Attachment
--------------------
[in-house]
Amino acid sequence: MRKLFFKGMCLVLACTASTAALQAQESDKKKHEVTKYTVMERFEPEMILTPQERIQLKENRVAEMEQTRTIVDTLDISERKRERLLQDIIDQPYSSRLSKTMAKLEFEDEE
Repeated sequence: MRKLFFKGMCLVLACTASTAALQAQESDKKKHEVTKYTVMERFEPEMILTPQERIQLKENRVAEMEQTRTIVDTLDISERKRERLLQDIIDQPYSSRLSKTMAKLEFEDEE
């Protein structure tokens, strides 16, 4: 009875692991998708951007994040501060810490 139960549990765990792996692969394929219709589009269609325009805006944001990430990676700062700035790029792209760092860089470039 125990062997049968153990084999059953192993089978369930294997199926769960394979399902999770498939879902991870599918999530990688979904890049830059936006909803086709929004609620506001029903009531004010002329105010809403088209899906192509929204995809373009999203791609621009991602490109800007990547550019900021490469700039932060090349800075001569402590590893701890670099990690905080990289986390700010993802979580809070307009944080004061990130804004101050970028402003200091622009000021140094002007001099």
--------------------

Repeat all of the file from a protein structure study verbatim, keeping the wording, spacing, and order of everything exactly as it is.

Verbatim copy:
[in-house]
Amino acid sequence: MRKLFFKGMCLVLACTASTAALQAQESDKKKHEVTKYTVMERFEPEMILTPQERIQLKENRVAEMEQTRTIVDTLDISERKRERLLQDIIDQPYSSRLSKTMAKLEFEDEE
Repeated sequence: MRKLFFKGMCLVLACTASTAALQAQESDKKKHEVTKYTVMERFEPEMILTPQERIQLKENRVAEMEQTRTIVDTLDISERKRERLLQDIIDQPYSSRLSKTMAKLEFEDEE
């Protein structure tokens, strides 16, 4: 009875692991998708951007994040501060810490 139960549990765990792996692969394929219709589009269609325009805006944001990430990676700062700035790029792209760092860089470039 125990062997049968153990084999059953192993089978369930294997199926769960394979399902999770498939879902991870599918999530990688979904890049830059936006909803086709929004609620506001029903009531004010002329105010809403088209899906192509929204995809373009999203791609621009991602490109800007990547550019900021490469700039932060090349800075001569402590590893701890670099990690905080990289986390700010993802979580809070307009944080004061990130804004101050970028402003200091622009000021140094002007001099």